Imagine Dan in Canada sharing computer programming notes and articles in accessible formats with Kumar and twelve other eager learners in India; or Rob in the UK sharing the poems of Byron in accessible formats with young romantics in China. Imagine a very successful visually impaired person from Turkey sharing his mantra for success with everyone on BookBole, and how millions across the world can learn and get inspired from those experiences.

It’s also about sharing the small victories, the handy tips which makes everyday life easier, sharing a document on your cooking tips, or how you learnt stitching, or share your personal user review of the latest assistive device, or how you overcame the lack of sheet music in accessible formats, or your first excel spreadsheet. The possibilities of sharing and learning from each other are endless.
At Pratham Books, we're firmly behind the Right to Read Campaign and support efforts to accelerate change in copyright law , raise public awareness on the issue and gather Indian support for the Treaty for the Blind proposed by the World Blind Union at the World Intellectual Property Organisation.

After all, our mission is a book in every child's hand and that isn't limited to only children who have the gift of sight.

Book Review

The Maharashtra Times carried a review of some of our books here.

तिखट-गोड फराळाचे डबे एव्हाना फस्त झाले असतील तर आता एका वेगळ्या फराळाकडे वळूया. हा फराळ आहे पुस्तकांचा. खास छोट्या दोस्तांसाठी हा फराळ आहे. मोठ्यां साठी दिवाळी अंकांची मेजवानी असते मग लहानग्यांसाठी काही नको का! फराळात जसं वैविध्य असतं तसंच पुस्तकांच्या या फराळातही आहे. काही चकलीसारखी कुरकुरीत तर काही शंकरपाळ्यांसारखी छोटी पण गोड. बाल आणि कुमार साहित्यात बरीच नवीन पुस्तकं

It talks about the goodies we prepare for Diwali... But the goodies made up of words and not sweets...

It says that this Diwali has brought faraal i.e. Diwali goodies not only in form of sweets, but books with different flavours. It starts with stories in famous books/ magazines/weeklys in Marathi such as Champak, Thak Thak, Akbar Birbal, Isop tales, etc. Then comes note on a book by Popluar Prakashan. Then comes our Manee Maaoo which specifically says about Pratham books and Rijuta Ghate. Then are few sentences about Rohini Nilekani speaking about our low-cost model.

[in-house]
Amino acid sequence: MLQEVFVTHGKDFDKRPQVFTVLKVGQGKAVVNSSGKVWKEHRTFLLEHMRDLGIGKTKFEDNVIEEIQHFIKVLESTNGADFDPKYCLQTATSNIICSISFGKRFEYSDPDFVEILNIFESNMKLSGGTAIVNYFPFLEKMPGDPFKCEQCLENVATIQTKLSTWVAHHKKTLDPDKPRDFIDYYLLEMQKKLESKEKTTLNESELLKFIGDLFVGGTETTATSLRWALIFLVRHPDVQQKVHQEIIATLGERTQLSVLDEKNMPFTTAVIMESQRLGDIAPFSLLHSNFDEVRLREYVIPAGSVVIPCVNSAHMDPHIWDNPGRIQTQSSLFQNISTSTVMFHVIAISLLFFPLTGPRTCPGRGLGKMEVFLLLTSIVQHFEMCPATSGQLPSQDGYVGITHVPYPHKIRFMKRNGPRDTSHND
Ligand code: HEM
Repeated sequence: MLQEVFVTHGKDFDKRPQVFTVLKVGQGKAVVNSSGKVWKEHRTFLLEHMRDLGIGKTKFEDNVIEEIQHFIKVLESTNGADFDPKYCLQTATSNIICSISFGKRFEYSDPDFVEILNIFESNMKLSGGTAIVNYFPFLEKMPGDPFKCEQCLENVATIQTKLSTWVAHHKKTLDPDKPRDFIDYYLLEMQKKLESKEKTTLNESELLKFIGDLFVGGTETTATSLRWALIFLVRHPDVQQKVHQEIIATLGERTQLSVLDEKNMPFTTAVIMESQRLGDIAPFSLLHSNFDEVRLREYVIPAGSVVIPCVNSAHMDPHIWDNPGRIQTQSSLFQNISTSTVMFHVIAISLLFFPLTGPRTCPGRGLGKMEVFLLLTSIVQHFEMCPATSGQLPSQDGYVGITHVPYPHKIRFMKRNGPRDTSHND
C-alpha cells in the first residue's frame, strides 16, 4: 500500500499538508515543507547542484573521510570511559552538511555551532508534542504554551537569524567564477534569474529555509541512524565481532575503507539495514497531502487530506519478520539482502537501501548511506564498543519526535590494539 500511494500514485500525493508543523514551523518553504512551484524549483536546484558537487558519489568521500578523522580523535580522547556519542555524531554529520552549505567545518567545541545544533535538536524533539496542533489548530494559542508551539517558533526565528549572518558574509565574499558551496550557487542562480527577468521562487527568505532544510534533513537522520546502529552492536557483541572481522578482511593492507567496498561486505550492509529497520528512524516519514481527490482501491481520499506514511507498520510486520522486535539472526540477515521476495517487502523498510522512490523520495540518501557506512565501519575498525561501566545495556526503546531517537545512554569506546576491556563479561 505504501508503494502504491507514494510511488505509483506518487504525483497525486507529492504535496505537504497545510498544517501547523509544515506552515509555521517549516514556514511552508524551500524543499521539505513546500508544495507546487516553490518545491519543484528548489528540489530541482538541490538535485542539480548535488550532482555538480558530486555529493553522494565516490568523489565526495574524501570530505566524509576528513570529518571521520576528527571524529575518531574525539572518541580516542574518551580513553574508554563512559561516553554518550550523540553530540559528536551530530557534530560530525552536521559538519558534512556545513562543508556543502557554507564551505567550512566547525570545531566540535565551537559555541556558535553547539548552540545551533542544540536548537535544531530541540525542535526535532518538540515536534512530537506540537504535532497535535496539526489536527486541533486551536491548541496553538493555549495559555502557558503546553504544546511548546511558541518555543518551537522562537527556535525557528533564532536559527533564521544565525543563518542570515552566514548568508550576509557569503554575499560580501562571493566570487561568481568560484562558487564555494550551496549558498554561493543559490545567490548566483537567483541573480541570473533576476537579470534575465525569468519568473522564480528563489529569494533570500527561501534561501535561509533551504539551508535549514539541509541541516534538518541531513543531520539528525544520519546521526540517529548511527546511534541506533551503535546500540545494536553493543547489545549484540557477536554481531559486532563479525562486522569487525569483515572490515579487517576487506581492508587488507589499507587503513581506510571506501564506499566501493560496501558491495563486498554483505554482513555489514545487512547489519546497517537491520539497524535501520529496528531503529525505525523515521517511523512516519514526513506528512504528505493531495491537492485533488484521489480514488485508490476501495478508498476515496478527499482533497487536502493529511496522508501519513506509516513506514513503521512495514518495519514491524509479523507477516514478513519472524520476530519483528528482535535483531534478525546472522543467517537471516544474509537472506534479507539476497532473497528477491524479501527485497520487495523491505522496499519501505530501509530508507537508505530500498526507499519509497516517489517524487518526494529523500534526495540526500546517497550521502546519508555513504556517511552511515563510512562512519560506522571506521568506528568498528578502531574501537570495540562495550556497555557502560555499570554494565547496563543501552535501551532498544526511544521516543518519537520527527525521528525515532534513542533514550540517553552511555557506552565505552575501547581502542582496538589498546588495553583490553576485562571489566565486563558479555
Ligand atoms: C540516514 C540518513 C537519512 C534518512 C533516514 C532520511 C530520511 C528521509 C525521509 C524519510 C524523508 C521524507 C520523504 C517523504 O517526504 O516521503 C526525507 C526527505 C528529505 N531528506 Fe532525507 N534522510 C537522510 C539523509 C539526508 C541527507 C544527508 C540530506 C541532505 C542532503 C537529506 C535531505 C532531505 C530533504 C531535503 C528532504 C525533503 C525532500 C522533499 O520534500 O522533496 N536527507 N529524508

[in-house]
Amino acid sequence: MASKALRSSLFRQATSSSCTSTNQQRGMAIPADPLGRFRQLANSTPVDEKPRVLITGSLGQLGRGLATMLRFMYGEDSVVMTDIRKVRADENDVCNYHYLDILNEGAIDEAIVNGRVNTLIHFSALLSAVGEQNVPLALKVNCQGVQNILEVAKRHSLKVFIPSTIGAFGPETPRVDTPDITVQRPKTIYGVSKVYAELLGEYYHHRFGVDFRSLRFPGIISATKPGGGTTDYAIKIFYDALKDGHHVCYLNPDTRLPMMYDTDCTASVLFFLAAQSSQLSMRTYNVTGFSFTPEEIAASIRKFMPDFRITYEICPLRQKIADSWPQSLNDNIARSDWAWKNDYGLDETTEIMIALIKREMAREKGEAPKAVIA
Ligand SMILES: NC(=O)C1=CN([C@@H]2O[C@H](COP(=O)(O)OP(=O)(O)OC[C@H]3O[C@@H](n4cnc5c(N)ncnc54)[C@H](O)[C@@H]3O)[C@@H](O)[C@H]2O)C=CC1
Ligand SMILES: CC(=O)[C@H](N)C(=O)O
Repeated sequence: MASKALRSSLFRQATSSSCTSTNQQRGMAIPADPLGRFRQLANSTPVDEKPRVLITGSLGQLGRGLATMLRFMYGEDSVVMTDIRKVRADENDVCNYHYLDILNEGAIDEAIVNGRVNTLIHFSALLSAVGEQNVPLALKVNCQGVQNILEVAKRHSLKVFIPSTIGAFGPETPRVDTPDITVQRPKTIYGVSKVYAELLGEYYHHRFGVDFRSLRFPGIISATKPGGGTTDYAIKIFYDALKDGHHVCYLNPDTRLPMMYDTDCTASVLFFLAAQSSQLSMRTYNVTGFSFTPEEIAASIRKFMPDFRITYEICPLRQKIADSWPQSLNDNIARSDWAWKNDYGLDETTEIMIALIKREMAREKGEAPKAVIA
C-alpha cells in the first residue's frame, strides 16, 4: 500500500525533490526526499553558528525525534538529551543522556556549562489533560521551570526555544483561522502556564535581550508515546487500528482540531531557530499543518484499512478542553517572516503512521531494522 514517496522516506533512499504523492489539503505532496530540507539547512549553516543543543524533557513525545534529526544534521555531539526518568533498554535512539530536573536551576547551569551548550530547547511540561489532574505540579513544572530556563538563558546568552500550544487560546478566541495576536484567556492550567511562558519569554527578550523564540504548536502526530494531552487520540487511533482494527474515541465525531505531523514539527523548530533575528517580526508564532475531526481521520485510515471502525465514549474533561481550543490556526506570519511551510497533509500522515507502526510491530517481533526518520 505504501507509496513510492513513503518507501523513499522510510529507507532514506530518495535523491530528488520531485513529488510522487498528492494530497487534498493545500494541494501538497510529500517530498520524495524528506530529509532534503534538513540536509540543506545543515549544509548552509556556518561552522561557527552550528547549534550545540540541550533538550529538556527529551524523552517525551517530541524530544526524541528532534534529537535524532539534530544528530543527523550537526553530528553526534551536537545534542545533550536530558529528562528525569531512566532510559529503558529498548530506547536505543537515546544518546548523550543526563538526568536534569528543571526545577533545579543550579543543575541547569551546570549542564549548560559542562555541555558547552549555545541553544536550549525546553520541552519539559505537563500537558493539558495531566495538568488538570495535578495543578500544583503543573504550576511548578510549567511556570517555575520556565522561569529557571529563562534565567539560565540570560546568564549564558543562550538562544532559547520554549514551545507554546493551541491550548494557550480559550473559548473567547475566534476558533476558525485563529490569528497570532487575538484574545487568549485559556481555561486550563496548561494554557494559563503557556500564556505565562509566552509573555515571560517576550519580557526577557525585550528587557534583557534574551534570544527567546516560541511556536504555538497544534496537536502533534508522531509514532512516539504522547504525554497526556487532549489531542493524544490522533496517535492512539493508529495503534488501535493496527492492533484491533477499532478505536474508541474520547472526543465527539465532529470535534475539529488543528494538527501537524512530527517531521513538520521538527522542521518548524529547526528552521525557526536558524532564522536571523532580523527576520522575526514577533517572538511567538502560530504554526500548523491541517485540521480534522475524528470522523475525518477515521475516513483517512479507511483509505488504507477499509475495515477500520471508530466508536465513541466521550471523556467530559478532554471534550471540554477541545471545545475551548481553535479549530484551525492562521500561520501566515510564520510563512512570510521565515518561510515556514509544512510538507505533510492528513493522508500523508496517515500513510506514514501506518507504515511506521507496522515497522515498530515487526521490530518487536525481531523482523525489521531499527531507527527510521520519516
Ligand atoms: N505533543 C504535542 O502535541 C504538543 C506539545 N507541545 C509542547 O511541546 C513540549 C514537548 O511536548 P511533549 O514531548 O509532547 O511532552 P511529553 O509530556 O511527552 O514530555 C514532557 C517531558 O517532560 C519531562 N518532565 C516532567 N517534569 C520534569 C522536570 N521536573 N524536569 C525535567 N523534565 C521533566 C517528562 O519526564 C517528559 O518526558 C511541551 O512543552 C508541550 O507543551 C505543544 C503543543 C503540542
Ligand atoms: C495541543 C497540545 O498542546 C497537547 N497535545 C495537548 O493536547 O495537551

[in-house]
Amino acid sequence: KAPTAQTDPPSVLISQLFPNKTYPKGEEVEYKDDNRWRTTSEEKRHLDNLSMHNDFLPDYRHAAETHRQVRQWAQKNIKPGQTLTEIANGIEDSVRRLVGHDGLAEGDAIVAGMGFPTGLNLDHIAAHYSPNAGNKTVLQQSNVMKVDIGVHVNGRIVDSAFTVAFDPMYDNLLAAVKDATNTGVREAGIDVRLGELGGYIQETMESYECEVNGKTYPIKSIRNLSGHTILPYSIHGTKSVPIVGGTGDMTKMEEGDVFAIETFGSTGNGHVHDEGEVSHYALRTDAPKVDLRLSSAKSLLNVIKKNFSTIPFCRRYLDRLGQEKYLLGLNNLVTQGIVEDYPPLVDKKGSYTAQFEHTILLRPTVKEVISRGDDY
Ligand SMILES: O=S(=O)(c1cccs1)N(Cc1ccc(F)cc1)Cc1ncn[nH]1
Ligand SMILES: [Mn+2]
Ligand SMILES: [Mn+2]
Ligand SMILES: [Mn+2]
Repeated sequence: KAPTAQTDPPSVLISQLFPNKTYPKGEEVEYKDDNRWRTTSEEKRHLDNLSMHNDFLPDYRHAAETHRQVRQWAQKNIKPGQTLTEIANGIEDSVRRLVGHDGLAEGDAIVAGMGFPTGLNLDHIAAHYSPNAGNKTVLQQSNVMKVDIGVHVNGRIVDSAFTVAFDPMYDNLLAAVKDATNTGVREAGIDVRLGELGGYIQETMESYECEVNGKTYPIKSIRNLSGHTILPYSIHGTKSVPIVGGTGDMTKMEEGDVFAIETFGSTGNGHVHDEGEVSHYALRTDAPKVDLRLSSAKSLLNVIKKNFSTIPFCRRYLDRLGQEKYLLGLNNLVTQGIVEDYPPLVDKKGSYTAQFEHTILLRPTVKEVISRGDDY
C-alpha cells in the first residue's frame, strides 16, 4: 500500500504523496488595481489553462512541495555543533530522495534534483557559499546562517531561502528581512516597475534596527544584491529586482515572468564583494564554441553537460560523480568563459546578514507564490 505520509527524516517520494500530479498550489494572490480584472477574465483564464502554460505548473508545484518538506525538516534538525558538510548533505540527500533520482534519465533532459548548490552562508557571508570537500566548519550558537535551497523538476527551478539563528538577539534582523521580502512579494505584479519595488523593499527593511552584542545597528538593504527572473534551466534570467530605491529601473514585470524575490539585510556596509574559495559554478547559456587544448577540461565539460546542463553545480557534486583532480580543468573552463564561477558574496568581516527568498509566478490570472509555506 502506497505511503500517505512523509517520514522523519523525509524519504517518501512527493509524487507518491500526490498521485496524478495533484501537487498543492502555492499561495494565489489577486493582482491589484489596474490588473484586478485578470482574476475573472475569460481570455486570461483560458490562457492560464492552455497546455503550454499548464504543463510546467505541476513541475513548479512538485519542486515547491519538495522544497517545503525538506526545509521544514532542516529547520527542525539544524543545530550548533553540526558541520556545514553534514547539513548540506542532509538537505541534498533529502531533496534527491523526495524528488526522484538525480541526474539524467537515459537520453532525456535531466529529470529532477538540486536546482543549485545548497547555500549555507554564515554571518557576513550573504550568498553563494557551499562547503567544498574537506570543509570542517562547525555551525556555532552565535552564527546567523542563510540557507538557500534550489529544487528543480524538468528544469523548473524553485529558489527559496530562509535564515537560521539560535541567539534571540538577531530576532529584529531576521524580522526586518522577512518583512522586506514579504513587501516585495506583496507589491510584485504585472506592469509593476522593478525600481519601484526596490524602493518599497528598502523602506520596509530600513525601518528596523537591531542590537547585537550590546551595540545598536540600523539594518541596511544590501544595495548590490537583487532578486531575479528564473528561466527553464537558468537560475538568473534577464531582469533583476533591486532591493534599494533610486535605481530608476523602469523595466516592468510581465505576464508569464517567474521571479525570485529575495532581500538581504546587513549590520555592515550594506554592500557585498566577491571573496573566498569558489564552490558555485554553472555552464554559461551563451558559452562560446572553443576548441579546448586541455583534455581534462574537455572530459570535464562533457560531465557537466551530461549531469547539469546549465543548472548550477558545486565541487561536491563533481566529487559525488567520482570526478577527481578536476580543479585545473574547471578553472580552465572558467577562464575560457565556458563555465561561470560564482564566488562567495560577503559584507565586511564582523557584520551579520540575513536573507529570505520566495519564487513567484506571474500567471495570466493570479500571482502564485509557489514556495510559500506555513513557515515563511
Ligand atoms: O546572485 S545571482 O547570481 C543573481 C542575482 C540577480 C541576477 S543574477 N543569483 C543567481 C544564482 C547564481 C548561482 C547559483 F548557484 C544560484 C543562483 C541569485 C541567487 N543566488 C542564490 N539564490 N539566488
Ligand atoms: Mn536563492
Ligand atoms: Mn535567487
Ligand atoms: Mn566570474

Then again comes note on other books on animals and birds, about Rajat Prakshan, Marathi Diwali Magazines, Manovikas Prakashan, Urjaa Prakashan, etc.


Then comes one paragraph about our Cauvery; it says that a very different book with lots of research and exclusive pictures. It says the book has origin of Cauvery, island of birds, Battle of Shrirangpattan, Curse of Talakad, Power of the waterfall, Cauvery meets the sea, etc. Quotes from Cauvery about how long it is and it will take 100 days to travel.
You can buy this book here.

Operation Education : Three Students Help Bridge the Gap

Remember the inspiring story of Babar Ali, the youngest headmaster of the world? Here comes another story of three students who are bridging the gap between books and the people who don't have access to them.

Via Deccan Herald
Not so long ago, three young girls decided to give underprivileged children what no one could ever take back from them: Rivetting stories. And from there, a journey to unexplored worlds.

Janani Ramachandran, Zonu Reddy and Dhivya Perumal – all 12th standard students of The International School, Bangalore – have a mission. “It’s to improve the intellectual landscape of underprivileged schools,” says Zonu. “And create as many scholars as we can,” says Dhivya. And it’s called Operation Education or OPED for short.

OPED is a student-run volunteer organisation that is the bridge between those who have books and have no use for them and those who don’t but could do with them. As a result of residential book drives and donations from publishers and distributors, they’ve managed to set up libraries in eight underprivileged schools in Bangalore.
The young team maintains a rotating library system with sets of books exchanged from one school to another every few months. They also hold weekly interactive reading sessions in the schools to engage the children and inculcate in them the reading habit.
“Many of these children are poor but these books will take them to new worlds and places,” says Dhivya.

OPED is Janani’s brainchild. “Having grown up in the United States, I was accustomed to having my city filled with local public libraries. Reading opened my mind to worlds that I would never have discovered otherwise. But on moving to Bangalore, I realised that there were no free public libraries in my area, Whitefield. It struck me that unlike fortunate people like myself, students in poor schools simply do not have the opportunities to read anything beyond their textbooks.”

That thought prompted Janani to approach her school principal in February 2008 who encouraged her to prepare a detailed plan. The school also made an initial contribution of 1,000 books.

Later, while attending a summer course called Leadership in Law at Columbia University, New York, Janani and a group of her classmates developed the idea further as part of a project to take action in the local community.
Read their story here.

Monday, October 26, 2009

CROCUS: "Around the world in 7 days"